According to industry advisory service Alantra, in the first six months of 2018, there were 27 merger and acquisition (M&A) deals in the food and drinks sector, down from 41 in the first half of 2017.
Alantra said the fall followed a high in 2017, due to strong financial liquidity and a large number of food and beverage assets coming to market ahead of Brexit. However, it added: “There is still good momentum in the sector and there have been a number of significant deals completed in the first half of the year.”
Alantra directors Simon Peacock and Charles Lanceley identified key drivers that were positive for the sector, including: a strong appetite for high growth categories such as pet nutrition; continued investment in healthy products following consumer demand and a sugar tax increase; continued private equity interest in food and drink M&A; and family-owned businesses in the sector remaining attractive to buyers.
Analysts Grant Thornton also identified that activity wasn’t as strong at the start of the year. It reported that 50 deals took place in the sector in the second quarter of 2018, up from 39 in the first quarter. Similarly to Alantra, it highlighted private equity investment as a key driver.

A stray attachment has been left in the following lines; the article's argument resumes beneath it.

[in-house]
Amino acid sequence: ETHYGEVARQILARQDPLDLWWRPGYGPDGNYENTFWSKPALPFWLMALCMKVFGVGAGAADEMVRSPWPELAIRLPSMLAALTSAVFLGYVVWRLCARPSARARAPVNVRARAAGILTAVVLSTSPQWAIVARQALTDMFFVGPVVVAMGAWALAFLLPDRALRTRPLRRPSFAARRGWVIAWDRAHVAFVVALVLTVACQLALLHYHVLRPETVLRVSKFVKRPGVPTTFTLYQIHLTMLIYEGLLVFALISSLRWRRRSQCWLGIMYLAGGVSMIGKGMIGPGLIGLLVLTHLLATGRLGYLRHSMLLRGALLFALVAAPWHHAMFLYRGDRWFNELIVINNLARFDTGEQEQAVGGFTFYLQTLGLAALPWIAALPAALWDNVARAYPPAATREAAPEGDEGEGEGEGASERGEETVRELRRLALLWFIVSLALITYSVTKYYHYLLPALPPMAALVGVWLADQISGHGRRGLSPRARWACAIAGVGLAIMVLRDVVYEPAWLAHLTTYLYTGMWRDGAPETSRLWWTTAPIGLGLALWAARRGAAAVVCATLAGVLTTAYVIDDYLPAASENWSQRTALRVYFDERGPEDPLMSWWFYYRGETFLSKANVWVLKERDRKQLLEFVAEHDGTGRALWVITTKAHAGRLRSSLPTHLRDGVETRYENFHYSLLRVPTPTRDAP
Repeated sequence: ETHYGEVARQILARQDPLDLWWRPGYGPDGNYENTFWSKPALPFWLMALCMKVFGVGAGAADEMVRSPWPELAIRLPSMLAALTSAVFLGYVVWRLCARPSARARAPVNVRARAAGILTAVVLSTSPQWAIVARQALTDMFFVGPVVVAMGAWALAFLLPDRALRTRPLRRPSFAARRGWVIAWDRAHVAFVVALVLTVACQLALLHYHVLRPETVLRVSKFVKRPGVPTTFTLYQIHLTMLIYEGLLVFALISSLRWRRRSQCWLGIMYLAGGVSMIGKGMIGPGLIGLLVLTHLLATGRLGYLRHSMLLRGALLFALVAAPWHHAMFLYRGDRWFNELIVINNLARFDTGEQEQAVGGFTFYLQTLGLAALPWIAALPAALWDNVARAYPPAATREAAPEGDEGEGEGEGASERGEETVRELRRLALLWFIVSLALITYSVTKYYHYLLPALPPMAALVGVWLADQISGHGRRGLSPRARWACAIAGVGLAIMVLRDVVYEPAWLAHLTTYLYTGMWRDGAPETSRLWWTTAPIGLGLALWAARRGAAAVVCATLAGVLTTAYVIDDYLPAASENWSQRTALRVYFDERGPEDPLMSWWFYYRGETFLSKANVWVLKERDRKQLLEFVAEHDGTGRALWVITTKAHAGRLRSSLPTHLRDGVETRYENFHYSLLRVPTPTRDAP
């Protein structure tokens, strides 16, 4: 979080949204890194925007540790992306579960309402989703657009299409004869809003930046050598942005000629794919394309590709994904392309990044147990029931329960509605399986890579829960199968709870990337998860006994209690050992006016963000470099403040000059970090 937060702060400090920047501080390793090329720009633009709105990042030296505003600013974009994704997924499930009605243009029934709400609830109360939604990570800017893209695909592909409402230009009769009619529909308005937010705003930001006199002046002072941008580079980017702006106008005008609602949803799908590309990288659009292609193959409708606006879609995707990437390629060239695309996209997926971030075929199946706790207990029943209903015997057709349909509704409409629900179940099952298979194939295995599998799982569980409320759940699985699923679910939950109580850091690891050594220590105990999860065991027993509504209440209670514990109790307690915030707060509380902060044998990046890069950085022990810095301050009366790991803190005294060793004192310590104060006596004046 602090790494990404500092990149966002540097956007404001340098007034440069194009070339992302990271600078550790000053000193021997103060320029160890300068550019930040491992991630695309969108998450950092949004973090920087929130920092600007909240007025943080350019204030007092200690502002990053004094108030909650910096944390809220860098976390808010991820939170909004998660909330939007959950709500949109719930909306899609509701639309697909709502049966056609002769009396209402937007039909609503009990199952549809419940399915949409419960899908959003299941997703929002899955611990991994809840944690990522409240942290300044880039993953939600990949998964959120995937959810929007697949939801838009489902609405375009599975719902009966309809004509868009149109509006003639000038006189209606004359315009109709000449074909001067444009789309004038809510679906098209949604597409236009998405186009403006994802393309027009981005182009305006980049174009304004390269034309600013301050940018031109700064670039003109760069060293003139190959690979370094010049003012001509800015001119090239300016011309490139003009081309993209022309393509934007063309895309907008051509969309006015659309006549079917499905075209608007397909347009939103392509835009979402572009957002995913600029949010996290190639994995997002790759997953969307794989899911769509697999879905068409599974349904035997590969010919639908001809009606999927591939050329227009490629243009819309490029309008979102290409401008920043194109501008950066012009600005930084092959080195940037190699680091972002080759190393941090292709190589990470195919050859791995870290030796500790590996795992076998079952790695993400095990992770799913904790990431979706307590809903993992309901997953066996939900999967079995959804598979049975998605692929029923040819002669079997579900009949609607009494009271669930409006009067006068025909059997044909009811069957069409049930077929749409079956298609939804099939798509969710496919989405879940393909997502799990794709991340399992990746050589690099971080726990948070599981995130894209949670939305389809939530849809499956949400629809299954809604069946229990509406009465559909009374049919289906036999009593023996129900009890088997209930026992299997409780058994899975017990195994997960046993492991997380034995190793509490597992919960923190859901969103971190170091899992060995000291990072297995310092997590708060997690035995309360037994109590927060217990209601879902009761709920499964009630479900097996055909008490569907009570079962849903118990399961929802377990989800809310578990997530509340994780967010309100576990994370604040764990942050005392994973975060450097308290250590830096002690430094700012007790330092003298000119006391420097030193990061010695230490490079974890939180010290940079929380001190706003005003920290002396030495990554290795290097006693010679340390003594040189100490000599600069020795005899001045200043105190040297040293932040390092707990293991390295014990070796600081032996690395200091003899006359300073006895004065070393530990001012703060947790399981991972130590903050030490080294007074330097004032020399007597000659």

Trefor Griffith, head of food and beverage at Grant Thornton UK LLP, said: “Whilst the uncertainty surrounding Brexit remains, companies have to continue to move forward, including pursuing M&A strategies. It is also promising that we have seen interest from private equity investors increase this quarter, demonstrating that the resilient, defensive and fragmented nature of the food and beverage sector remains highly attractive to these investors.”
Grant Thornton also recorded an increase in overseas investment in UK assets. These made up 44% of deals during the second quarter, up from 42% in the first quarter.
Griffith added: “Whilst food and beverage businesses need to continue considering international relationships in order to remain competitive, they must also start to re-evaluate their sustainability strategies and look at reducing their food waste. It has never been more pertinent to the industry, and businesses must view this as an opportunity to innovate, drive efficiencies and streamline supply chains. As well as making commercial sense, consumers across the world are increasingly demanding products that are environmentally friendly. It will be interesting to see how the industry responds to this in the coming months and years.”